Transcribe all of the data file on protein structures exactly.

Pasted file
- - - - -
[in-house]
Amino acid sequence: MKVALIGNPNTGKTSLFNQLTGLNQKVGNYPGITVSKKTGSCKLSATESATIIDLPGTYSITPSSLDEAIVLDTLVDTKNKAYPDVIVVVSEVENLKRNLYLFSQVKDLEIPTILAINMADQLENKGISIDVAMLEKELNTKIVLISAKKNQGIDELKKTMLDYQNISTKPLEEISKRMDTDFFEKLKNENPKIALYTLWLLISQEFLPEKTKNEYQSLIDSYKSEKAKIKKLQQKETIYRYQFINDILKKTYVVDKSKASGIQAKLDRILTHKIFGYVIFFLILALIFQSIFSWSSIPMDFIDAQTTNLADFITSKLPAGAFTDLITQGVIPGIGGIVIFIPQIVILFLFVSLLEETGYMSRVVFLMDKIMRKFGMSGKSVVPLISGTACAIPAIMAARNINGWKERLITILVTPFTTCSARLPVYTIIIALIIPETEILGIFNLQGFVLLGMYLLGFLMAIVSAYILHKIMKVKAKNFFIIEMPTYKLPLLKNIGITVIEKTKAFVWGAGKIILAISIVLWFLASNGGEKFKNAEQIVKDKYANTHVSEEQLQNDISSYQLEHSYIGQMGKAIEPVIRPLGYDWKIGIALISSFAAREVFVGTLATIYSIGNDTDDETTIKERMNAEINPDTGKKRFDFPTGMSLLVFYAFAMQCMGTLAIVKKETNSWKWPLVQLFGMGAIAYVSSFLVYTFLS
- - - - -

[in-house]
Amino acid sequence: MKVALIGNPNTGKTSLFNQLTGLNQKVGNYPGITVSKKTGSCKLSATESATIIDLPGTYSITPSSLDEAIVLDTLVDTKNKAYPDVIVVVSEVENLKRNLYLFSQVKDLEIPTILAINMADQLENKGISIDVAMLEKELNTKIVLISAKKNQGIDELKKTMLDYQNISTKPLEEISKRMDTDFFEKLKNENPKIALYTLWLLISQEFLPEKTKNEYQSLIDSYKSEKAKIKKLQQKETIYRYQFINDILKKTYVVDKSKASGIQAKLDRILTHKIFGYVIFFLILALIFQSIFSWSSIPMDFIDAQTTNLADFITSKLPAGAFTDLITQGVIPGIGGIVIFIPQIVILFLFVSLLEETGYMSRVVFLMDKIMRKFGMSGKSVVPLISGTACAIPAIMAARNINGWKERLITILVTPFTTCSARLPVYTIIIALIIPETEILGIFNLQGFVLLGMYLLGFLMAIVSAYILHKIMKVKAKNFFIIEMPTYKLPLLKNIGITVIEKTKAFVWGAGKIILAISIVLWFLASNGGEKFKNAEQIVKDKYANTHVSEEQLQNDISSYQLEHSYIGQMGKAIEPVIRPLGYDWKIGIALISSFAAREVFVGTLATIYSIGNDTDDETTIKERMNAEINPDTGKKRFDFPTGMSLLVFYAFAMQCMGTLAIVKKETNSWKWPLVQLFGMGAIAYVSSFLVYTFLS